EXAMPLE 1 EXAMPLE 2 A mixture consisting of mercaptobenzothiazole, tetrapropenyl phenol, paraformaldehyde and hexamethylene tetramine in the amounts given in Example 1 is stirred for four hours at 280 plus or minus 5 F. under nitrogenI A total of 36 ml. of water is collected in the first two hours. The product is stripped to 250 F. under vacuum. The product weighs 949 grams and analyzes as 12.5 percent sulfur and 2.71 percent nitrogen.

EXAMPLE 3 To a mixture of 478 grams of product prepared substantially as in Examples 1 and 2 in 600 ml. of benzene, 206 grams of tri-ethylamine is added and 67.5 grams of S Cl is added in 100 ml. of benzene from a dropping funnel. The temperature of the mixture is kept below 140 -F. during the addition of S 01 over 15 minutes. The mixture is then stirred for 1 hour and minutes at room temperature and refluxed (185-189 F.) for 12 hours. The product is diluted with two liters of benzene, allowed to settle, filtered and stripped to 250 F. under vacuum. 519 grams of product is obtained, 0.09% chlorine by weight.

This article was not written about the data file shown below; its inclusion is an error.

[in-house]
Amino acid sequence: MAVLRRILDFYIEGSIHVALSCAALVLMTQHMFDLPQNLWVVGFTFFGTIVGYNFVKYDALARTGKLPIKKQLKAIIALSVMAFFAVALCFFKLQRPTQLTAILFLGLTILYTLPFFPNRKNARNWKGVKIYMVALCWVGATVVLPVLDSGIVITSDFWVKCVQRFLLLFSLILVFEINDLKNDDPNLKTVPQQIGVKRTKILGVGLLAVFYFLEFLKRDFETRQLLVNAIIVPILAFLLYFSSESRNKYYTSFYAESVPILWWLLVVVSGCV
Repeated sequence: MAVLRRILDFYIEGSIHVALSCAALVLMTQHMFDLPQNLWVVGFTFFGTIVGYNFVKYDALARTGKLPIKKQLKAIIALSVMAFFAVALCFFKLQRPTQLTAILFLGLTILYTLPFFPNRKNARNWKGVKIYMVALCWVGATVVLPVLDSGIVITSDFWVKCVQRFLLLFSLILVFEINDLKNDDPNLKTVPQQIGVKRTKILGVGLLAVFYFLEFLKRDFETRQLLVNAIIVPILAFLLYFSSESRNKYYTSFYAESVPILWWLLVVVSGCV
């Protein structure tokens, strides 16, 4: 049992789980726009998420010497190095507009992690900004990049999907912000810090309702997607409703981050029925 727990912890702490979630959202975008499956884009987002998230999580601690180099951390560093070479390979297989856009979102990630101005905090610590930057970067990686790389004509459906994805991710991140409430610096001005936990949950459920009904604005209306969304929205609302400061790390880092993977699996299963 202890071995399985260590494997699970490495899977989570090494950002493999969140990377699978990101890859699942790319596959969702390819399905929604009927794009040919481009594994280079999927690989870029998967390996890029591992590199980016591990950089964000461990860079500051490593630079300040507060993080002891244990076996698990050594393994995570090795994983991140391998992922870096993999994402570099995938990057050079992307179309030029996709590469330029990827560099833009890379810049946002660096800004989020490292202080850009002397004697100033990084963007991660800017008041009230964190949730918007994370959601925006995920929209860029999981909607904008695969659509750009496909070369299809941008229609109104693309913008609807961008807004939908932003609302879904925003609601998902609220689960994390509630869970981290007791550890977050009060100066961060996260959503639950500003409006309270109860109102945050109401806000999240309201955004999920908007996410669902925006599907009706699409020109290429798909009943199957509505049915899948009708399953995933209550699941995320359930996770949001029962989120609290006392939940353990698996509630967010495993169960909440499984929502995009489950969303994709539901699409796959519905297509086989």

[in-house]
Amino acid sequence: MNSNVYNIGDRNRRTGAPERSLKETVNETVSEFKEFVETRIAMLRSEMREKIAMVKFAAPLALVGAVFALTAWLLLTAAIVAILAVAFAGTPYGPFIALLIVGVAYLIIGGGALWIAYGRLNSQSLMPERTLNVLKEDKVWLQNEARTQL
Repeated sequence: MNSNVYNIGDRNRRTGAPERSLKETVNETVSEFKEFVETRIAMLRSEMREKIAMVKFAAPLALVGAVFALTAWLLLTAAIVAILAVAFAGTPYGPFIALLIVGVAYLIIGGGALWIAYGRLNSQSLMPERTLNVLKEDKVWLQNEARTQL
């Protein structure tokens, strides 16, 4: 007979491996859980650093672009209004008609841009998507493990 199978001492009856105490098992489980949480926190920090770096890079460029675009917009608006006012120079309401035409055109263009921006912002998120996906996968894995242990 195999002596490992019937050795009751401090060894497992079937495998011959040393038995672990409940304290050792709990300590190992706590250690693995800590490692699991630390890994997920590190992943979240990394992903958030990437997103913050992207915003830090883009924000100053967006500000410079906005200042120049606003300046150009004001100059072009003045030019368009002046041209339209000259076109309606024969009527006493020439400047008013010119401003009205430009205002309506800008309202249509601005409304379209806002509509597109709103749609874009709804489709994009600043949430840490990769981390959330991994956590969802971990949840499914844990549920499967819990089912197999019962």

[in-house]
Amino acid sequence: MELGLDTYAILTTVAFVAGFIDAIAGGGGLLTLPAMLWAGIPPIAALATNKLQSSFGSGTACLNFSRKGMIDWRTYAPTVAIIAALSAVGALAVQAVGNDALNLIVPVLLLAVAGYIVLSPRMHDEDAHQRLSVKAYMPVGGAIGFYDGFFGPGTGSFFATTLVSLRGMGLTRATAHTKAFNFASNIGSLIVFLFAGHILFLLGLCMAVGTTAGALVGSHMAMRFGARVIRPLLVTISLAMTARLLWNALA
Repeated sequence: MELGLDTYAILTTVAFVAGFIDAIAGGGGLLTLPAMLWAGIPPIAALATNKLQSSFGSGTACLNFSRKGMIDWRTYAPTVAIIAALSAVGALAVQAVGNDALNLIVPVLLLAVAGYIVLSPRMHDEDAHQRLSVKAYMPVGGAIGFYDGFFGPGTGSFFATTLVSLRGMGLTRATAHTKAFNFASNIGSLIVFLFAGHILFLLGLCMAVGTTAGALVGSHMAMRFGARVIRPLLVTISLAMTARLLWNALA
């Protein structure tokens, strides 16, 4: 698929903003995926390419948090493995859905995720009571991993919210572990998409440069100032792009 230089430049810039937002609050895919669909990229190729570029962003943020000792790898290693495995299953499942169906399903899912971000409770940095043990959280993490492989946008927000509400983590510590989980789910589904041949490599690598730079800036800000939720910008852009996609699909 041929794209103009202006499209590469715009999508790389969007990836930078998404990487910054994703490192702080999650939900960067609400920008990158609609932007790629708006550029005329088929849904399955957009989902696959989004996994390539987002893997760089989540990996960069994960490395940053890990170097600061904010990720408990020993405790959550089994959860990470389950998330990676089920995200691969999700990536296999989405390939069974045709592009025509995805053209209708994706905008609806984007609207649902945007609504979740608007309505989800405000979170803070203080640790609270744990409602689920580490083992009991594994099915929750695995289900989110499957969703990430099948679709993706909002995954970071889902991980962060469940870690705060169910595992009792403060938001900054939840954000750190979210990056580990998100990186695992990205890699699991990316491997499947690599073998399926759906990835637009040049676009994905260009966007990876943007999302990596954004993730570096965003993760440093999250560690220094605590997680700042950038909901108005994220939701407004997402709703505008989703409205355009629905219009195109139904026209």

EVALUATION In order to demonstrate the effectiveness of the compounds of this invention in inhibiting oxidation, samples of the condensation product of Example 1 were formed into a lubricating oil composition and subjected to an oxidation test. The Oxidator B Test is our laboratory designation for a test measuring resistance to oxidation by means by a Dornte-type oxygen absorption apparatus (R. W. Dornte, Oxidation of White Oils, Industrial and Engineering Chemistry, Vol. 28, p. 26, 1936). The test conditions are one atmosphere of pure oxygen at 340 F. and one reports the hours to absorption of one liter of 0 by 100 grams of oil as the Oxidator B Lifetime in hours. In the Oxidator B Test a catalyst is used and a reference additive package is included in the oil. The catalyst is a mixture of soluble metal-naphthenates simullating the average metal analysis of used crankcase oils. Thus, the method measures the response to conventional inhibitors in a simulated application. The results are given in Table I where the composition of the present invention is compared to composition containing no antioxidant and a commercial antioxidant of the hindered phenol type. The great superiority of the antioxidant of the present invention is evident.